Monster Magnet is just rock, Dave Wyndorf insists

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WHEN MONSTER MAGNET main man Dave Wyndorf takes the call to chat about his band’s new album, Last Patrol—and its first North American tour in 10 years—he’s chilling at his home in “beautiful Red Bank, New Jersey”. It’s the same house he grew up in, although it doesn’t contain childhood memories of him popping out the front door to jam with kids down the street. If there were any up-and-coming rockers in Red Bank to get inspired by, Wyndorf didn’t meet them.

“I wasn’t a musician,” he explains. “I was more just a rock fan, until late in high school, and then I was a punk rocker at that point. So I’m sure there were good musicians around, I just never hung out with them. I hung out with the people that went to the shows.”

What Wyndorf did get swayed by at an early age was the mighty Black Sabbath, which—coupled with an interest in sci-fi, horror, and comic books—led him to form Monster Magnet in 1989. Those influences can still be heard on the band’s new Napalm Records release, Lost Patrol, via tracks like “Mindless Ones”—which, with its mention of “the ancient one”, makes you think it might be H.P. Lovecraft–inspired.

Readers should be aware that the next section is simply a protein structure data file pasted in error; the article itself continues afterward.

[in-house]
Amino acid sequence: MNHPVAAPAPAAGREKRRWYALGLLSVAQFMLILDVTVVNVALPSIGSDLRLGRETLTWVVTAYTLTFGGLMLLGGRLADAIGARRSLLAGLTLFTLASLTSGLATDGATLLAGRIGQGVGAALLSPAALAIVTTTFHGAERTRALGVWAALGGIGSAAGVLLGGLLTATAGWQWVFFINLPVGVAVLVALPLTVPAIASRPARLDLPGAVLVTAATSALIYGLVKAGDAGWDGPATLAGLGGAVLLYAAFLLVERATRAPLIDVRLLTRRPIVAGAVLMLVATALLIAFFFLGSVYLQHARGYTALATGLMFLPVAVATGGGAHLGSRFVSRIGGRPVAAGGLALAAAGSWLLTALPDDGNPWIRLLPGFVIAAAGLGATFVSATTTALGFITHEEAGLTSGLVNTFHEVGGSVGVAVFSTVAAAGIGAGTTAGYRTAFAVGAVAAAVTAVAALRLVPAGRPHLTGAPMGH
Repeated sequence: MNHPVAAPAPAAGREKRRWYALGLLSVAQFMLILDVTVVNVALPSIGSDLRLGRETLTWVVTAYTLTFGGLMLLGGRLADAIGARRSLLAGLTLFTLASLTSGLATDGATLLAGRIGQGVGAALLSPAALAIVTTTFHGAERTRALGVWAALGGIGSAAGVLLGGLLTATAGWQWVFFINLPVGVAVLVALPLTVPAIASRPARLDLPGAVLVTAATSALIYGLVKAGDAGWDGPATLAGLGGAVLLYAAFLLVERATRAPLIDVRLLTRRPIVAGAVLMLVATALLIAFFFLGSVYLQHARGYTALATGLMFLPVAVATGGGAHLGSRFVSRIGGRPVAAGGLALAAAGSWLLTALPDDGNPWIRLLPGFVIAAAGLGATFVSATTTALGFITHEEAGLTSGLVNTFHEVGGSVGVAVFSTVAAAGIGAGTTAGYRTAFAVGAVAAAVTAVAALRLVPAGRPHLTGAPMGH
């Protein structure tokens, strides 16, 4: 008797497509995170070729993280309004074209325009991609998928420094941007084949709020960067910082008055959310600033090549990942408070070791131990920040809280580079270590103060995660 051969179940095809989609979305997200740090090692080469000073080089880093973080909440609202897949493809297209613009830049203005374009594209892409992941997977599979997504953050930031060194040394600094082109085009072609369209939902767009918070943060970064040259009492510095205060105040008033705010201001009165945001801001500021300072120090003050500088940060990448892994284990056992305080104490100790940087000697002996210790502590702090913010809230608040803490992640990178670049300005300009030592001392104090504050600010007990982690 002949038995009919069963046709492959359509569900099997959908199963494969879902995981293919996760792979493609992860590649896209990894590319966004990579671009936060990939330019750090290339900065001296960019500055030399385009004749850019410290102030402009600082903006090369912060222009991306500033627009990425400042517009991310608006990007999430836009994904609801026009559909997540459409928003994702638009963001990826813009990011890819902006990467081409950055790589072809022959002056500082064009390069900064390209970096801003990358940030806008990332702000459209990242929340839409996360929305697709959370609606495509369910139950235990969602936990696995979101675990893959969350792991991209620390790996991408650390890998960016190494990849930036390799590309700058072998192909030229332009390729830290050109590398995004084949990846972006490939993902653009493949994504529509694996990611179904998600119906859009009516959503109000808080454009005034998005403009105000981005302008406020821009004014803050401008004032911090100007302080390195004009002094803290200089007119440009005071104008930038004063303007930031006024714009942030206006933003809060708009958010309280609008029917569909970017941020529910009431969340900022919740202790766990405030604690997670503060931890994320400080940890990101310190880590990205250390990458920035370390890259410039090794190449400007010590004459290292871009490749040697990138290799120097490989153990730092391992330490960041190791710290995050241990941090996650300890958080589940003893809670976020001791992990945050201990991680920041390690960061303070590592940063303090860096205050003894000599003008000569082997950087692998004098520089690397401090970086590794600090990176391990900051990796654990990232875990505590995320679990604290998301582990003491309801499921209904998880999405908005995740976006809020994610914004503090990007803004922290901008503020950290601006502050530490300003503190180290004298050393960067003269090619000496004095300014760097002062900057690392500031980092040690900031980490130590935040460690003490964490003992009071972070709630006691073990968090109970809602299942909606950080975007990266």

“No, that’s actually inspired by Dr. Strange,” he points out, “Stan Lee and Steve Ditko’s comic book from the mid ’60s. I’m sure they just swiped Lovecraft like crazy, though. Dr. Strange studied under this guy called the Ancient One, and he fought these guys called the Mindless Ones, who were like these cyclopean, other-dimensional beasties. It’s really cool stuff.”

“Mindless Ones” is the first dedicated comic-book song Wyndorf has written in “a long time”, but musically it doesn’t fall far from the stoner-rock tree his group has been associated with since day one. Not that he knows what that label even means nowadays.

“I always considered Monster Magnet as just rock,” he points out, “psychedelic rock. And hopefully, it would be its own sound. But there is a lot of hard-rock revisionism going on, and if they want to call that stoner rock now, they can call it whatever they want.

“But it’s been goin’ on for years,” he adds. “It went on in the ’80s with the first bunch of Cult albums, and bands like Spacemen 3 and Loop. They didn’t call it stoner rock then, but that’s what it was. I’m just glad to see that people like that form of music.”

Last Patrol is the first Monster Magnet album since 1993’s Superjudge not to feature Ed Mundell, who, after cofounding the Atomic Bitchwax, played guitar with MM from ’92 to 2010.

“His heart had gone out of it,” relates Wyndorf. “He didn’t leave as much as he was gently shoved, you know what I mean? But it happens. Monster Magnet’s been around for close to 25 years now, so people come and people go.”

Looking back on that quarter-century, would the 57-year-old rocker do anything different given the chance?

“I probably would have made more money,” he replies. “I probably would have spent more time merchandising the way that most modern rock guys do. But not much, you know. It is what it is. It’s all worked out very nicely, you know.”

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